Playing Euro Survivor

It’s starting to look like we’re all going to be entertained this summer watching the monetary reality show, Euro Survivor: Who can be the last country left in the Euro? Greece has already been voted off the island, even if it hasn’t left yet. Ireland and the Iberians are looking decidedly unpopular, and Italy seems headed downhill as well. (I never understood why Italy was not on financial deathwatch. Is such a massive default just too horrible to contemplate? Or perhaps people just assumed Italy couldn’t possibly print lire until Berlusconi has arranged adequate shell companies to siphon the printing contracts discretely into his own syndicate.) My money is on Luxembourg. It seems fair that they should get to keep the Euro for themselves, since I can’t remember what their currency was called before the Euro. Belgium may end up with two new currencies. (But what’s the first prize? Maybe they get the rump European Central Bank, and a free set of dominoes.)
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Credit and Credibility

Are banks crazy or a cartel?

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When a government (let us say, in Athens) could possibly renege on promises made to banks who loaned them money or bought their bonds, which that government is unable to fulfill without draconian cuts to public services, all right-thinking people attack the feckless politicians and threaten a collapse of confidence and the world economy. This is a DEFAULT! Other governments and the IMF might jump in to pour money into the state coffers, on the condition that they flow out the other end into the investors’ pockets.

But when a government (could be in Athens, or in London, or for that matter Madison, Wisconsin) has made promises of pensions to government employees, but has failed to fund them adequately, it is short-sighted and greedy for these civil servants to insist on these promises being honoured.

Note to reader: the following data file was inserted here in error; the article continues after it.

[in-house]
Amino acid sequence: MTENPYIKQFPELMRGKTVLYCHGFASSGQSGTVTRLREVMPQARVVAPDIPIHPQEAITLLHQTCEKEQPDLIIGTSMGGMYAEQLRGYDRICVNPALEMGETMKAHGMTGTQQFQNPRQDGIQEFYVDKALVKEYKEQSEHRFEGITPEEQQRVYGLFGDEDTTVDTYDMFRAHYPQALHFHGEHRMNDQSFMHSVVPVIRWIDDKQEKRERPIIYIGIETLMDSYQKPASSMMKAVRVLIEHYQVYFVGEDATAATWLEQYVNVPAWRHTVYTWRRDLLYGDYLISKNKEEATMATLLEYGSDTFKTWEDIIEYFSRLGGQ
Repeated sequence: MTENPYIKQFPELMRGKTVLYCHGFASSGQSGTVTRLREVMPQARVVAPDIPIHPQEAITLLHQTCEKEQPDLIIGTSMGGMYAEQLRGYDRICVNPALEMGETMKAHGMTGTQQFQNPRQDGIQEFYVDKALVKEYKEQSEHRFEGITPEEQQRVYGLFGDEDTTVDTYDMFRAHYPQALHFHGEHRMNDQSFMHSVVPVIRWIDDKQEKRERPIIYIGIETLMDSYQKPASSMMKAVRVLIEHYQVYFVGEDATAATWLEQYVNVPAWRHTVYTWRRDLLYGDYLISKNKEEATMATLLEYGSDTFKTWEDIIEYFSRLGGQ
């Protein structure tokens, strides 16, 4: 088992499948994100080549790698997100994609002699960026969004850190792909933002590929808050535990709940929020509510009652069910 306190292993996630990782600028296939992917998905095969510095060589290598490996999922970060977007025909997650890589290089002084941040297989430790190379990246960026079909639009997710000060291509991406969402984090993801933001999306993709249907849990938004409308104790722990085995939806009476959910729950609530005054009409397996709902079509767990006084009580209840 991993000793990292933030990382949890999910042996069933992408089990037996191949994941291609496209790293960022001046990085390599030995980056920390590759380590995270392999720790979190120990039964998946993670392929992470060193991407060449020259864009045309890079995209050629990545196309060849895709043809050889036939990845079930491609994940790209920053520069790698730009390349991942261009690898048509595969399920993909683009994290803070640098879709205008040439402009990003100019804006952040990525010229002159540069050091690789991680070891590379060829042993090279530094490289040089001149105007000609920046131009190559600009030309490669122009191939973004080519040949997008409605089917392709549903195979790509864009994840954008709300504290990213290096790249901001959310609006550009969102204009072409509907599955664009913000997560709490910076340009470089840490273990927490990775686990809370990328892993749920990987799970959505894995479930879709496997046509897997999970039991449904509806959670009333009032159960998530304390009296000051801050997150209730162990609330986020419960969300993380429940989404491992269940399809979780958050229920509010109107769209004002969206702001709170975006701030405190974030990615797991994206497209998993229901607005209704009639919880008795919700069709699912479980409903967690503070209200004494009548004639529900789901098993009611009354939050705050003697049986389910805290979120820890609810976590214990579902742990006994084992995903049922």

Why is a default such a terrible thing? Because, they say, if the country defaults on its debts it will be shut out of the credit markets. Hmmm. Let’s suppose it is true. Why? Suppose you own a bank, and your thinking of lending to one of two countries, let’s call one of them Piigsia and the other Sameria. Both are heavily indebted. Piigsia introduces crushing austerity measures, while Sameria repudiates its sovereign debt. Which of those countries would you rather loan your bank’s money to? The one that’s shown a great willingness to pay off its debts but is financially crushed, or the one who may be more likely to try to weasel out of its debts, but is eminently capable of paying. Solvency is not merely (or even primarily) a state of mind. I mean, what good is it to have the current government express a willingness to pay off its debts, knowing that it’s likely to be punished by voters for these “good” intentions? Maybe they just don’t want to be serial defaulters, so having avoided defaulting this time will encourage them to default on the next batch of loans.

As for Sameria, it sucks for the other banks that have lost their money, but why should I give up a chance to make a good profit for the sake of punishing Sameria for hosing my competitors? In fact, in a competitive market, why shouldn’t I be happy that my competitors have made a loss, and just try to get better conditions for my loan?